Cyberdyne Inc.

In hospitals and nursing homes in Japan, disabled people are learning to walk again by wearing a robot suit developed by Cyberdyne. The exoskeleton is called HAL, the Hybrid Assistive Limb, and it s strapped to one or both legs. HAL’s potential applications include use as a neuro-rehabilitation device for patients who are recovering from a stroke or who have a disease of the brain or nervous system, and helping the elderly and disabled to regain or maintain autonomy in their daily activities.

D-Rev: Design Revolution

It designs medical devices for the 4 billion people who live on less than US$ 4 a day. It has pioneered affordable prosthetics like ReMotion knee, a device made from injection-molded plastic that offers vastly better performance at less than one-tenth the cost of high-end more typical titanium prosthetics.

Foundation Medicine Inc.

It has developed a single, comprehensive, test which has the potential to fundamentally change the way cancer patients are treated. Called FoundationOne™, the test analyzes the genomic profile of the patient assessing 236 cancer genes and suggests specific therapies that might prove effective and that are either commercially available or in clinical trials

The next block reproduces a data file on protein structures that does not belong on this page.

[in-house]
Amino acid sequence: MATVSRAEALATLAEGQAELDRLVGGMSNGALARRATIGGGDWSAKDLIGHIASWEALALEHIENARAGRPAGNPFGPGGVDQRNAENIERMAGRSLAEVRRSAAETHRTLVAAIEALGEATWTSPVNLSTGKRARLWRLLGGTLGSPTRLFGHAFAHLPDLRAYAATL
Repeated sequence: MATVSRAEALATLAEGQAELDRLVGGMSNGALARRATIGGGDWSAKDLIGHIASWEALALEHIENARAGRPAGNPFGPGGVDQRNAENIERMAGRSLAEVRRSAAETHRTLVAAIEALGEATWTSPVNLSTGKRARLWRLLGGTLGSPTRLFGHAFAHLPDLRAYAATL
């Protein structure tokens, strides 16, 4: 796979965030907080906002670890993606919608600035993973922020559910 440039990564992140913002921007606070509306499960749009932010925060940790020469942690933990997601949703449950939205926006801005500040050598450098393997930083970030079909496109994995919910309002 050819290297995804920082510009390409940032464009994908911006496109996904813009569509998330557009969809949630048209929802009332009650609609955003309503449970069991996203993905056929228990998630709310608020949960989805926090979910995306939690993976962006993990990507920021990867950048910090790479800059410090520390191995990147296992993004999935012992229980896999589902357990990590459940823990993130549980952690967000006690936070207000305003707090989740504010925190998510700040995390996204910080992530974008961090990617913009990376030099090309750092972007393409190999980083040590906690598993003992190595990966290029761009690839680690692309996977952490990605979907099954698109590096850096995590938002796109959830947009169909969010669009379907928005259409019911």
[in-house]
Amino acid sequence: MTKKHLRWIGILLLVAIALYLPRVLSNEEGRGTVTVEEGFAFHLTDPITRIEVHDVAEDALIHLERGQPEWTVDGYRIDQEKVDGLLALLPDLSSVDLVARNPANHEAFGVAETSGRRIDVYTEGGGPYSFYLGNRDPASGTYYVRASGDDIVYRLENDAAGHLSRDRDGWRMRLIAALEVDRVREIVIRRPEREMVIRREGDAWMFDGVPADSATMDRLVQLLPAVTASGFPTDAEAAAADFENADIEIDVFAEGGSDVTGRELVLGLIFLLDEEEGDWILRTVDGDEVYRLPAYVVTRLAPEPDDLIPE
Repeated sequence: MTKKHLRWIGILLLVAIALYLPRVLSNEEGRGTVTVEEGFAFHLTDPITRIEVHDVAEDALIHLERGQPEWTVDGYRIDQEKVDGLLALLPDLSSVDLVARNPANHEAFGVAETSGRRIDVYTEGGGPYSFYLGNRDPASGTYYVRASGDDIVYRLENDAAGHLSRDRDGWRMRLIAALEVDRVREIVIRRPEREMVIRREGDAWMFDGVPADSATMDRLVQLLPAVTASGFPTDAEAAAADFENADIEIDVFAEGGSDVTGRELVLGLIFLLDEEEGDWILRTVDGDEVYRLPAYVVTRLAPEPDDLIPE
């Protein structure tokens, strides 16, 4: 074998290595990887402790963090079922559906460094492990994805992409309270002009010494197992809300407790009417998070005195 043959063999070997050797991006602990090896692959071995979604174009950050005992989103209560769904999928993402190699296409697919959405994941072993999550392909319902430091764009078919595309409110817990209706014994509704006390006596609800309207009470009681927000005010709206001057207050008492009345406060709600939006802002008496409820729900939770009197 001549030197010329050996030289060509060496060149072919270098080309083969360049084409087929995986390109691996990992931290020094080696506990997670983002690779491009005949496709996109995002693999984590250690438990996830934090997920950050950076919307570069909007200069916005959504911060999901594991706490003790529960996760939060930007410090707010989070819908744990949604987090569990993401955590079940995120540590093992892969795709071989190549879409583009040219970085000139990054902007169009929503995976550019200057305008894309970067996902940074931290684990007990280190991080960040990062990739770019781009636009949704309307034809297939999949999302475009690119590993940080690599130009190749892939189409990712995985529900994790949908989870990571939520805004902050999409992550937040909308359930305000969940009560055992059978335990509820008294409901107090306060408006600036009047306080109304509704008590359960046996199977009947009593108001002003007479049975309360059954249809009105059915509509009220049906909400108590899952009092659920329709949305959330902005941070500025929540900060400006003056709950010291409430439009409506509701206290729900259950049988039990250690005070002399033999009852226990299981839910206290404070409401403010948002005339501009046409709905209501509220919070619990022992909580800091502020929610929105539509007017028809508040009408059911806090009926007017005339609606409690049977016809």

They have developed a non-invasive test to analyze chromosomal abnormalities such as Down syndrome in the fetus with levels of accuracy comparable to traditional amniocentesis and chorionic villus sampling. The test, which can be performed as early as in the ninth week of pregnancy, involves analyzing the mother’s blood which contains tiny fragments of free-floating fetal DNA.

Second Sight Medical Products Inc.

Second Sight has developed the first ever approved treatment to partially restore vision to blind people. Their “bionic eye” Argus II Retinal Prosthesis System is enabling some blind patients to perform visual tasks such as identifying doorways, following sidewalks and reading large-print words. The Argus II involves an implant which is surgically inserted onto the retina and sends electrical impulses to the brain, causing the patient to perceive patterns of light.

Selecta Biosciences Inc.

They have designed nanoparticles that boost the immune system’s response to invaders it should be fighting and to dampen its response to things it is fighting by mistake.

SynTouch LLC